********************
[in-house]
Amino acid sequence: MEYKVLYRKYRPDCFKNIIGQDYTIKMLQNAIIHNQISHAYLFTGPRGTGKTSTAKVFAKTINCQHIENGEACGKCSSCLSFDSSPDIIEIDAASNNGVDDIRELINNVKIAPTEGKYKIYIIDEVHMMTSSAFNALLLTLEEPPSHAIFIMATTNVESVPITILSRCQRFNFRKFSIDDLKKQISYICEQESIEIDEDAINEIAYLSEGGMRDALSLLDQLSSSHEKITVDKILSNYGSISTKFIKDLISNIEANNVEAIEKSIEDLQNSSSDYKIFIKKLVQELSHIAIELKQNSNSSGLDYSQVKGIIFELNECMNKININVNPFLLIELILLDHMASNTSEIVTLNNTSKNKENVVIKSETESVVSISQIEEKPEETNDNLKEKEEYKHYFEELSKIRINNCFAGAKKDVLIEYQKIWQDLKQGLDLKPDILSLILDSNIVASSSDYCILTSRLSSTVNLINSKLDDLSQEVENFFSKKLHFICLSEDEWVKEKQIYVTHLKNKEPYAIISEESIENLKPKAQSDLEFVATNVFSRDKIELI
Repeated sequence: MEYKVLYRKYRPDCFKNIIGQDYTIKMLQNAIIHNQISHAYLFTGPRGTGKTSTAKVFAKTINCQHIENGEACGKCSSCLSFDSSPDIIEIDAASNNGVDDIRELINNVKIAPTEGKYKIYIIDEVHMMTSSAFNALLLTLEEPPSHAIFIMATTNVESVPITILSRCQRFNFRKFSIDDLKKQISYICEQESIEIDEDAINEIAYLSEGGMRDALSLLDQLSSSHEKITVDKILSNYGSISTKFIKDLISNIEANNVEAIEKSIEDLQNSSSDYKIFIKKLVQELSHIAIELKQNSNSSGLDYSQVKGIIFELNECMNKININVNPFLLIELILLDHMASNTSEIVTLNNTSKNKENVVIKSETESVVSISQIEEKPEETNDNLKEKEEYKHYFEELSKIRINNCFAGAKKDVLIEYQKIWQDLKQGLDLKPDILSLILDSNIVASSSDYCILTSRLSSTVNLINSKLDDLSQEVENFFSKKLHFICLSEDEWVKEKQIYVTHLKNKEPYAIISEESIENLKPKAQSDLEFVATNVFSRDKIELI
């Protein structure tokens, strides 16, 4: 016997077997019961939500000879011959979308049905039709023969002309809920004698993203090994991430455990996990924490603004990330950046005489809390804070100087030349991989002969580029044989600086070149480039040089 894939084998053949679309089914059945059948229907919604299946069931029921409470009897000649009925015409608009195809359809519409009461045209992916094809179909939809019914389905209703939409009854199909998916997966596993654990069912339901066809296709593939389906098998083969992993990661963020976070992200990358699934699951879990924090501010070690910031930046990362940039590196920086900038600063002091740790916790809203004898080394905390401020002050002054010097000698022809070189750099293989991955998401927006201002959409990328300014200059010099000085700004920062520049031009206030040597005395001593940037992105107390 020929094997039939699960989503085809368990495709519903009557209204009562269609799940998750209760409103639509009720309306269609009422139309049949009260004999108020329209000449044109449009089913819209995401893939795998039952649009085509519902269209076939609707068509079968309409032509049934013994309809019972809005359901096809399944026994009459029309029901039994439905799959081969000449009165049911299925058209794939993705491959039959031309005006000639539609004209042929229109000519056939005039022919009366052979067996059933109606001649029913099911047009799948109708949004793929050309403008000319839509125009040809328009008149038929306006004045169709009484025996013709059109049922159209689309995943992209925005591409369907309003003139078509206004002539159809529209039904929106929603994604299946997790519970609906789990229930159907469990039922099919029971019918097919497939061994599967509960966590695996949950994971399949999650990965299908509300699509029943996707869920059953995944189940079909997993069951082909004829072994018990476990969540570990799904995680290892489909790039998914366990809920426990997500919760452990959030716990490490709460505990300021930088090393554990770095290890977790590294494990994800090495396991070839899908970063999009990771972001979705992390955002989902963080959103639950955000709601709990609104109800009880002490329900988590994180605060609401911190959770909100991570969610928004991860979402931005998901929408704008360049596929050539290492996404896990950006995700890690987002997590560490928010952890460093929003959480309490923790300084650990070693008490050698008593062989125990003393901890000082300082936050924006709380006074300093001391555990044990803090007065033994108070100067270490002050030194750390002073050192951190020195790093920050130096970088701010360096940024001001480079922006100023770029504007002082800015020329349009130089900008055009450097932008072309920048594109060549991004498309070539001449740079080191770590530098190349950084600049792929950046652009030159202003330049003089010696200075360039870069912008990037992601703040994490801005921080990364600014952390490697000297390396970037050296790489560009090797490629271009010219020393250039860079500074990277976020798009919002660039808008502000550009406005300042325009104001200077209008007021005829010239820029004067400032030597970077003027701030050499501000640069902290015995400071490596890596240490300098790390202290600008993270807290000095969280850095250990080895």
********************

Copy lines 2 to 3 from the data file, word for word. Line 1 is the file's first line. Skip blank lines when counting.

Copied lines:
Amino acid sequence: MEYKVLYRKYRPDCFKNIIGQDYTIKMLQNAIIHNQISHAYLFTGPRGTGKTSTAKVFAKTINCQHIENGEACGKCSSCLSFDSSPDIIEIDAASNNGVDDIRELINNVKIAPTEGKYKIYIIDEVHMMTSSAFNALLLTLEEPPSHAIFIMATTNVESVPITILSRCQRFNFRKFSIDDLKKQISYICEQESIEIDEDAINEIAYLSEGGMRDALSLLDQLSSSHEKITVDKILSNYGSISTKFIKDLISNIEANNVEAIEKSIEDLQNSSSDYKIFIKKLVQELSHIAIELKQNSNSSGLDYSQVKGIIFELNECMNKININVNPFLLIELILLDHMASNTSEIVTLNNTSKNKENVVIKSETESVVSISQIEEKPEETNDNLKEKEEYKHYFEELSKIRINNCFAGAKKDVLIEYQKIWQDLKQGLDLKPDILSLILDSNIVASSSDYCILTSRLSSTVNLINSKLDDLSQEVENFFSKKLHFICLSEDEWVKEKQIYVTHLKNKEPYAIISEESIENLKPKAQSDLEFVATNVFSRDKIELI
Repeated sequence: MEYKVLYRKYRPDCFKNIIGQDYTIKMLQNAIIHNQISHAYLFTGPRGTGKTSTAKVFAKTINCQHIENGEACGKCSSCLSFDSSPDIIEIDAASNNGVDDIRELINNVKIAPTEGKYKIYIIDEVHMMTSSAFNALLLTLEEPPSHAIFIMATTNVESVPITILSRCQRFNFRKFSIDDLKKQISYICEQESIEIDEDAINEIAYLSEGGMRDALSLLDQLSSSHEKITVDKILSNYGSISTKFIKDLISNIEANNVEAIEKSIEDLQNSSSDYKIFIKKLVQELSHIAIELKQNSNSSGLDYSQVKGIIFELNECMNKININVNPFLLIELILLDHMASNTSEIVTLNNTSKNKENVVIKSETESVVSISQIEEKPEETNDNLKEKEEYKHYFEELSKIRINNCFAGAKKDVLIEYQKIWQDLKQGLDLKPDILSLILDSNIVASSSDYCILTSRLSSTVNLINSKLDDLSQEVENFFSKKLHFICLSEDEWVKEKQIYVTHLKNKEPYAIISEESIENLKPKAQSDLEFVATNVFSRDKIELI